My aunt died single and without children of her own. Her parents had long died before her. We found out that she left all her pieces of property to a son of her former housemaid whom she raised and sent to school ever since his mother abandoned him. This child, however, was not legally
adopted. Can my aunt validly leave all her pieces of property in a last will and testament to someone who is not related to her? Are there instances when the last will and testament may be invalidated?
One who has no compulsory heirs may dispose by will all of his estate or any part of it in favor of any person having the capacity to succeed (Article 842, Civil Code of the Philippines (CCP)). Since your aunt has no spouse, children or parents when she died, she may freely give all her pieces of property to the son of her former housemaid even if he is not legally adopted.
The dispositions in the last will and testament of your aunt shall not take effect unless it is proved and allowed in accordance with the Rules of Court. This may be done by filing a petition for probate of the last will and testament before the Regional Trial Court of the place where your aunt resides at the time of her death (Section 1, Rule 73, Rules of Court). Once the will has been duly probated and allowed by the court, the dispositions therein will take effect and the estate of your aunt shall pass to the named heir.
There are instances, however, when the last will and testament of a person may be disallowed. These are the following: 1) if the formalities required by law have not been complied with; 2) if the testator was insane, or otherwise mentally incapable of making a will, at the time of its execution; 3) if it was executed through force or under duress, or the influence of fear or threats; 4) if it was procured by undue and improper pressure and influence, on the part of the beneficiary or of some other person; 5) if the signature of the testator was procured by fraud; and 6) if the testator acted by mistake or did not intend that the instrument he signed should be his will at the time of affixing his signature thereto (Article 839, CCP).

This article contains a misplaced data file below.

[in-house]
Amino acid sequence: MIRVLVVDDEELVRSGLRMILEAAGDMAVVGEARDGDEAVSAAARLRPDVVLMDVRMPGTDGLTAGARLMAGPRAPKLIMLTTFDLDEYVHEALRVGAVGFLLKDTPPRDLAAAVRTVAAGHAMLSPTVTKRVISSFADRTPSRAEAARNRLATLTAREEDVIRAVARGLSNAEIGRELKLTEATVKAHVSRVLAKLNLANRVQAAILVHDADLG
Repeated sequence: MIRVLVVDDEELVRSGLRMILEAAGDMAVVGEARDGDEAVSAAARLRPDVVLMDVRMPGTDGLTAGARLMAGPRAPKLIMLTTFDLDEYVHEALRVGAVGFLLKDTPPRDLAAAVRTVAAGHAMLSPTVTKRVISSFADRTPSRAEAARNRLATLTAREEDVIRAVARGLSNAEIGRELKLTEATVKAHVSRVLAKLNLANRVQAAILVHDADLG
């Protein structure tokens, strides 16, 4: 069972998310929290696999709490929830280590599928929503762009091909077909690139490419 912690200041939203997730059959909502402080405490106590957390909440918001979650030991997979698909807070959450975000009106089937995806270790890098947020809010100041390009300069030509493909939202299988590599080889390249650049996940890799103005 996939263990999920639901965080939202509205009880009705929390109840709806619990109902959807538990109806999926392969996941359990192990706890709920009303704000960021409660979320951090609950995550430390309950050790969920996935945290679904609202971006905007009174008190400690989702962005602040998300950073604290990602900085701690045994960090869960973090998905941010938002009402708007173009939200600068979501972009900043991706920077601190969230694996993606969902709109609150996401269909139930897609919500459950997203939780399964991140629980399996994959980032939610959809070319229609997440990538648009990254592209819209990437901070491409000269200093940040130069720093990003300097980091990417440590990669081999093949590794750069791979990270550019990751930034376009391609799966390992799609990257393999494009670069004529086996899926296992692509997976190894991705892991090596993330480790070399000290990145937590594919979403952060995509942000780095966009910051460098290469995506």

If any of the foregoing is present, the last will and testament of your aunt will be disallowed. Hence, the dispositions in her will shall not take effect and her estate will be disposed of according to legal or intestate succession (Article 960, CCP). In such a case, the estate of your aunt shall be given to her relatives or in their default, to the State, in accordance with the rules of succession set forth in the Civil Code of the Philippines (Article 961, CCP).
We hope that we were able to answer your queries. Please be reminded that this advice is based solely on the facts that you have narrated and our appreciation of the same. Our opinion may vary when other facts are changed or elaborated.
Editor’s note: Dear PAO is a daily column of the Public Attorney’s Office. Questions for Chief Acosta may be sent to firstname.lastname@example.org